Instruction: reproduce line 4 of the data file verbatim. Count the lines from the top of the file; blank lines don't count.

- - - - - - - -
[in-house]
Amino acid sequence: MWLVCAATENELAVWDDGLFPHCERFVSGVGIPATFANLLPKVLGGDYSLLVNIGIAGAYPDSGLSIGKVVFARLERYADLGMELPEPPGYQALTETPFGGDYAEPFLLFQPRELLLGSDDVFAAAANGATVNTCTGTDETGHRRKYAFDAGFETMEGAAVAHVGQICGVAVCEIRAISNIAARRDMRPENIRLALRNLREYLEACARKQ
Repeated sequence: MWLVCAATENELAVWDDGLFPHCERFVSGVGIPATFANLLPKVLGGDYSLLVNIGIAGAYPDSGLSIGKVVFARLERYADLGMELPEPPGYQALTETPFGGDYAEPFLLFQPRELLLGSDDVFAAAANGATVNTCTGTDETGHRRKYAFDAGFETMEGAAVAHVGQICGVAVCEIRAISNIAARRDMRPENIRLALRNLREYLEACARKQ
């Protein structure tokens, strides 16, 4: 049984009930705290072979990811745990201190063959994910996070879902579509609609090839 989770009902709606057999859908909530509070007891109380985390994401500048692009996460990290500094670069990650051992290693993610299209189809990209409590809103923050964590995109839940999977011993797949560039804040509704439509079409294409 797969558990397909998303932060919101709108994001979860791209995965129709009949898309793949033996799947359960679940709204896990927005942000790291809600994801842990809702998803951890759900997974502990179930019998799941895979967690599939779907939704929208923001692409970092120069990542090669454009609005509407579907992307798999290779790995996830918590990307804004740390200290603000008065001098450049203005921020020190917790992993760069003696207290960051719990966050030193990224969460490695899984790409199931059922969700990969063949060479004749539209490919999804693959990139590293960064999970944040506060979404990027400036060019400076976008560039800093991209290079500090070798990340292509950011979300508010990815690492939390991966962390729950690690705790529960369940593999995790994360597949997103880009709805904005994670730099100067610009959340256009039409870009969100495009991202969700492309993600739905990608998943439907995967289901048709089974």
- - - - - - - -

């Protein structure tokens, strides 16, 4: 049984009930705290072979990811745990201190063959994910996070879902579509609609090839 989770009902709606057999859908909530509070007891109380985390994401500048692009996460990290500094670069990650051992290693993610299209189809990209409590809103923050964590995109839940999977011993797949560039804040509704439509079409294409 797969558990397909998303932060919101709108994001979860791209995965129709009949898309793949033996799947359960679940709204896990927005942000790291809600994801842990809702998803951890759900997974502990179930019998799941895979967690599939779907939704929208923001692409970092120069990542090669454009609005509407579907992307798999290779790995996830918590990307804004740390200290603000008065001098450049203005921020020190917790992993760069003696207290960051719990966050030193990224969460490695899984790409199931059922969700990969063949060479004749539209490919999804693959990139590293960064999970944040506060979404990027400036060019400076976008560039800093991209290079500090070798990340292509950011979300508010990815690492939390991966962390729950690690705790529960369940593999995790994360597949997103880009709805904005994670730099100067610009959340256009039409870009969100495009991202969700492309993600739905990608998943439907995967289901048709089974």